The centromere is a chromosomal locus that regulates the proper pairing and segregation of the chromosomes during cell division. Despite their conserved, essential function, centromeres are characterized by the rapid evolution of both centromeric DNA and proteins.
This book presents current views on centromere structure and identity. It deals with the epigenetic concept of centromere establishment and maintenance as well as with the role of DNA and centromeric transcripts in centromere formation and function. Special emphasis is placed on centromere evolution: different evolutionary models are discussed in detail and the latest research on the evolution of new centromeres and neocentromeres is presented.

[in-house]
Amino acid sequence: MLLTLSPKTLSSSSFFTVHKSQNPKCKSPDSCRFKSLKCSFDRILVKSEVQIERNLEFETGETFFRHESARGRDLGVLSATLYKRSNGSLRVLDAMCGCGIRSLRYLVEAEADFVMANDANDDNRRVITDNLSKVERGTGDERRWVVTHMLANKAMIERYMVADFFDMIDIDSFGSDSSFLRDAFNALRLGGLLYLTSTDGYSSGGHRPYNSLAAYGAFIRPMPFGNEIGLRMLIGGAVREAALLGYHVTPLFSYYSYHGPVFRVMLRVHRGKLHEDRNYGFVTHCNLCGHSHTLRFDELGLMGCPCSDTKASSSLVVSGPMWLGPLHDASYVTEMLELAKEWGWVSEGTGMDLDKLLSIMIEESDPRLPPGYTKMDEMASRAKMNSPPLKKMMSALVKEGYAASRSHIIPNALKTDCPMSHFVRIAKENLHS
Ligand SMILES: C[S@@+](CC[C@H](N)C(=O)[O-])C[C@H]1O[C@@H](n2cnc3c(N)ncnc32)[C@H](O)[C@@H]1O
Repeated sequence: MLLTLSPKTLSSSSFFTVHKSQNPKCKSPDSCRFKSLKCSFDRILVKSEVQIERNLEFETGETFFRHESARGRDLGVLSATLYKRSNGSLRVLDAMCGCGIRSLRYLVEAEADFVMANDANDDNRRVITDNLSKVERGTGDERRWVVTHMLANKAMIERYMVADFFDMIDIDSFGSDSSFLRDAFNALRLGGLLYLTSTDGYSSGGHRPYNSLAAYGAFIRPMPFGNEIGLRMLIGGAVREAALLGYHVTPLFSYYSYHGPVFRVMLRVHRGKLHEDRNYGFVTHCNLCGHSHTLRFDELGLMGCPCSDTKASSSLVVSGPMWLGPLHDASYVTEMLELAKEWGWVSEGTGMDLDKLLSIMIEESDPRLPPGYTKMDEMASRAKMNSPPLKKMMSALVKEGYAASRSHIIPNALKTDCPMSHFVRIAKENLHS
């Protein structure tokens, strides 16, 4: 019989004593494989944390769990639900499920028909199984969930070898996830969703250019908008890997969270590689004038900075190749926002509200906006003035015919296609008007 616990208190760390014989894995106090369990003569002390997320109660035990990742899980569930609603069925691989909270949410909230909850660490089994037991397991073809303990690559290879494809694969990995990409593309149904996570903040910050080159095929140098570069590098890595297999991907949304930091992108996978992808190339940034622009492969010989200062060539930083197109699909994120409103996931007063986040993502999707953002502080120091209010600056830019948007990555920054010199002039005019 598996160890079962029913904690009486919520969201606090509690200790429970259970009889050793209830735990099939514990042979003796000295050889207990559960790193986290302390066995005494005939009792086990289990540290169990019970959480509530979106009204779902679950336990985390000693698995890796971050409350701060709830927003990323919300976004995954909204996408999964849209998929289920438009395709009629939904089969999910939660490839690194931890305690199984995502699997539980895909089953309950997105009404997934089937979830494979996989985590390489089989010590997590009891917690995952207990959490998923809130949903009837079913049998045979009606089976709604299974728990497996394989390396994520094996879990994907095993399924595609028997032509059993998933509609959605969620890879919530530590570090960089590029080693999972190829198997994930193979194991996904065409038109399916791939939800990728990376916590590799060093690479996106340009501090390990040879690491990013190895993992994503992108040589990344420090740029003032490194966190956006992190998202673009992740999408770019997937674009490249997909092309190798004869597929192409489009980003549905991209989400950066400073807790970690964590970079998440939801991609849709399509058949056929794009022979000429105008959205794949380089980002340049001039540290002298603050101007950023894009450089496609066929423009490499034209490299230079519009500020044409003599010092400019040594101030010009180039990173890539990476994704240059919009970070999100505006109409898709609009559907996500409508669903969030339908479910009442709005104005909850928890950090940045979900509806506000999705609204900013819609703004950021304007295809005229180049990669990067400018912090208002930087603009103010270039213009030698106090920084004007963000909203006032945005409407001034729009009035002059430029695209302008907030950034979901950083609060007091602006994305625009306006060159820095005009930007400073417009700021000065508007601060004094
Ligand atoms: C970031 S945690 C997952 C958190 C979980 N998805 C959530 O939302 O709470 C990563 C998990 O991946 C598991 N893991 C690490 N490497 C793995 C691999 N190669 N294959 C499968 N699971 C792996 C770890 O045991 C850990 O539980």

The Epigenetic Basis for Centromere Identity.- The centromere-drive hypothesis: a simple basis for centromere complexity.- Centromere-competent DNA: structure and evolution.- The role of ncRNA in centromeres: a lesson from marsupials.- Evolutionary New Centromeres in Primates.- Structure and evolution of plant centromeres.
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